I’ve got a soft spot for Devolver Digital, which in my opinion is one of the best publishers in games right now. They always find the perfect combination of things that will immediately get me onboard. Mother Russia Bleeds is further proof of this. It’s a combination of Streets of Rage with the style, hyperviolence, and pulsing neon-underground soundtrack of Hotline Miami (also published by Devolver). Like a lot of Devolver Games, there’s not a lot like it. The levels are fun, the bosses are great, and it’s a pretty solid length. Did I mention it’s incredibly graphic? Probably worth noting.
Back in my days of covering PAX, I got to play a demo of Quadrilateral Cowboy. This had to have been around 2012 or 2013, and ever since then, I followed its development almost obsessively. Quadrilateral Cowboy is an ode to 1980s hacking culture and a damn good one. It has a neat, pixely art style that fits in with the blockiness of the 1980s technology. Basically, you’re an elite hacker with a sick-as-hell rig and an over the top 56k modem that you use to pull off heists. The main mechanic of the game has you actually writing (in-game) code to get through the levels. You’ll write code to turn off laser tripwires for a few seconds as you walk past them. As the game progresses, the sequences and missions get more complicated. The story is up in the air, but the original mechanics make this more than worth checking it out. Don’t worry, the code is super user-friendly.
The Forza Horizon series has been awesome to see evolve over the years. It’s almost like a countercultural statement to its own genre. Not everybody cares about racing games, and certainly not about the “motorsport” aspect of course racing, changing tire pressures based on weather and what have you. Like those before it, Forza Horizon 3 throws this all out the window and says “You wanna drive a fucking Lambo in the middle of the Australian desert? Do it!” Between the incredible graphics (some of the best I’ve seen) spread across the gorgeous Australian landscape, sharp gameplay, large selection of vehicles, and activites to check off your bucket list, Forza Horizon 3 is a racing game almost anybody can get into. In my opinion, it might be one of the best racing games ever made.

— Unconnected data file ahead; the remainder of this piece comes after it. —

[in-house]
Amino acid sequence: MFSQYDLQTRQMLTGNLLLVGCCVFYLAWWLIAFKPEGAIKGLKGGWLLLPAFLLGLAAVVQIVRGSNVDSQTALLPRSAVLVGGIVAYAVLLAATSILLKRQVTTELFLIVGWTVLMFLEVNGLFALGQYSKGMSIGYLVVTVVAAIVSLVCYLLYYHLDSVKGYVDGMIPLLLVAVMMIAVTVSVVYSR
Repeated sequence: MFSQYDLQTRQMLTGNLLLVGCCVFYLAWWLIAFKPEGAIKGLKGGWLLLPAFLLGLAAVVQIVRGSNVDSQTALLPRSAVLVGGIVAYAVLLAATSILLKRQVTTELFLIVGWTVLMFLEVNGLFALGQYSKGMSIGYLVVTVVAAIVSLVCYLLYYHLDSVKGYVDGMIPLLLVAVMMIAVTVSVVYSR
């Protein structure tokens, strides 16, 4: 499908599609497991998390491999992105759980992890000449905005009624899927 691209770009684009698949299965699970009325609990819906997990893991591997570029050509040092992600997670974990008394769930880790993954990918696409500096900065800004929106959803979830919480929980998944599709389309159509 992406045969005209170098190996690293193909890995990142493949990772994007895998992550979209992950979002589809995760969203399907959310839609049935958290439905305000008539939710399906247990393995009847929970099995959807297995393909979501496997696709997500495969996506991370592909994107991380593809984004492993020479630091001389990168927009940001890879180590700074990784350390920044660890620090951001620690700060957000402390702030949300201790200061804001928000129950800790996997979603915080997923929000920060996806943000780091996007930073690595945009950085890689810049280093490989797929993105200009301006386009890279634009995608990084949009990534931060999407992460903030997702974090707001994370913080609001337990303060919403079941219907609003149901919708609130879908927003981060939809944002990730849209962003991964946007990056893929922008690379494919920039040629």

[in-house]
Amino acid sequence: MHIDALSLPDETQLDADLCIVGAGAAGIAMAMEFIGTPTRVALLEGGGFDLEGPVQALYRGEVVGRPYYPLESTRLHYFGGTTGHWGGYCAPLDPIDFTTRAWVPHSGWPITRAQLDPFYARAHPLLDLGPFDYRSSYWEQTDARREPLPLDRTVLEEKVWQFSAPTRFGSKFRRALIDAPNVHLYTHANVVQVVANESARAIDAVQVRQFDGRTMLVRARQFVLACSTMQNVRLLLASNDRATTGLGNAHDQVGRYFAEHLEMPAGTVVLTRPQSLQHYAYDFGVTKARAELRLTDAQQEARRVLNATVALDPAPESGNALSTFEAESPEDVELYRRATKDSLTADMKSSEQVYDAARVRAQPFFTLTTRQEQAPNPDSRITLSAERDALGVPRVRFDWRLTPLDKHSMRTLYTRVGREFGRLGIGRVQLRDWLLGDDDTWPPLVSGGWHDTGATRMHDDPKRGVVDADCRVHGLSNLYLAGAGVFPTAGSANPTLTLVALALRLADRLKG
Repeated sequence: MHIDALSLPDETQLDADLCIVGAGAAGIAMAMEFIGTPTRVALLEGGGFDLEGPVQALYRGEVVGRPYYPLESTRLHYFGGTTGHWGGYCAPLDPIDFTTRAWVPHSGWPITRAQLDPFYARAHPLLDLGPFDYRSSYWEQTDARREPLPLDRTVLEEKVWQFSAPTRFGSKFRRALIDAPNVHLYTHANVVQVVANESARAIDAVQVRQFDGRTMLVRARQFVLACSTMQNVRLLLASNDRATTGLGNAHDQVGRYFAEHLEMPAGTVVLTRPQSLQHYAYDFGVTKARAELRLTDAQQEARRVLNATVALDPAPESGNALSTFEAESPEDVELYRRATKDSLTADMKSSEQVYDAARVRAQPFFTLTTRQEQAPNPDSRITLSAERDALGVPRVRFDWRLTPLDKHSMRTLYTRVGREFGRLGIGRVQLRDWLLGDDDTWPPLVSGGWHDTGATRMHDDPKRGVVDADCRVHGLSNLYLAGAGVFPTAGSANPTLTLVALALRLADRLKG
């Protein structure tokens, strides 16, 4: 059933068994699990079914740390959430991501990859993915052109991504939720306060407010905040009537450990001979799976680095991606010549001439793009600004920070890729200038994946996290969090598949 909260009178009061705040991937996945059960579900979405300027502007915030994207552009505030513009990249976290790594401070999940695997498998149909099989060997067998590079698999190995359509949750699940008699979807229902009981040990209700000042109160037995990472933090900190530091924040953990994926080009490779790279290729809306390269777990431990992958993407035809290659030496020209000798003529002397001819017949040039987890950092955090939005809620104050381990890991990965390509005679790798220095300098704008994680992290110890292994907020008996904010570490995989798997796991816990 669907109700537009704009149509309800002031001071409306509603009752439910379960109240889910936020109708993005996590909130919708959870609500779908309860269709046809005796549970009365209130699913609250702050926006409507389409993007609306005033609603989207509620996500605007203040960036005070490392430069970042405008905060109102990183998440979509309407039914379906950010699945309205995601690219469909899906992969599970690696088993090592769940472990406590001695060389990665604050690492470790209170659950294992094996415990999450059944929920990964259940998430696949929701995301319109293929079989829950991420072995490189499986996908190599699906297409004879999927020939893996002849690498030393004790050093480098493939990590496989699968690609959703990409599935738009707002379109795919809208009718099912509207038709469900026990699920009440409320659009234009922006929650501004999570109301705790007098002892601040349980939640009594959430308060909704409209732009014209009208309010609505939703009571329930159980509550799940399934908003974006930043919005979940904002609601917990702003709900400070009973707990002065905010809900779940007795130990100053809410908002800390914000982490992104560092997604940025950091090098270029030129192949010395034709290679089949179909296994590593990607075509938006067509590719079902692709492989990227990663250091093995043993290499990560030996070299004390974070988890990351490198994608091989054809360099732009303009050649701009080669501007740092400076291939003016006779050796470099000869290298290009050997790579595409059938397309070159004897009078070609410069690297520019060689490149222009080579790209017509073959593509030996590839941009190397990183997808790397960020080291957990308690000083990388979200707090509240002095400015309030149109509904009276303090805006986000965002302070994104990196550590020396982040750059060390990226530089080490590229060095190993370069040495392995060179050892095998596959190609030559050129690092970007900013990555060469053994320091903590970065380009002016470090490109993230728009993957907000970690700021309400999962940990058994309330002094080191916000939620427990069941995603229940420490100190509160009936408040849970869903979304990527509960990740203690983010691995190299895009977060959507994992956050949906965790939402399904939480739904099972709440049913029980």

What started out as a game jam project-turned Kickstarter, Superhot is one of the most innovative shooters I’ve played in years. Presented in a minimalist art style, the goal of Superhot is to basically simulate goddamn John Wick. There’s a ton of dudes in each level with your goal being to kill them all. The trick is that time is completely frozen, and any action you take (moving, shooting) moves time. This results in a metagame of somewhat complex puzzle mechanics and timing. If you get shot or hit once, you must restart the level. For example, a guy can shoot a bullet at me and I can move out of the way, but for every step I take the bullet will move faster. You can throw weapons such as knives, or even your guns. Combining all this allows super satisfying John Woo action sequences. I can punch a guy close to me, catch his gun in mid air, and turn around to shoot someone else with it. If you successfully make it through each level, the game replays your action sequence back in real time making you feel like a total badass. There’s also a pretty unique story and mythology to the Superhot universe. I can’t recommend it enough.
Inside is the masterful followup to Playdead’s 2010 hit, Limbo. Like Limbo, Inside is an incredible display of dark, twisted art styles and tight gameplay mechanics. A puzzle platformer, you’ll be raising your eyebrows at each segment of the game as you journey through moment after moment of “WTF?” Inside doesn’t hold your hand almost at all, rather having you explore trial and error to figure out various puzzles. You will die a lot, and violently. Animals mutilate you, you’ll be shot, stabbed, drowned. It’s incredible how the game will naturally teach you what to do and force you to journey onward. About 80% through the game, there is a pretty decent twist that completely changes everything, some might even call it an awesome twist. The game can be completed in probably about 2-4 hours, so I recommend digging in and doing it in one go. While the story is left up to interpretation, Playdead has created yet another classic to put on their portfolio.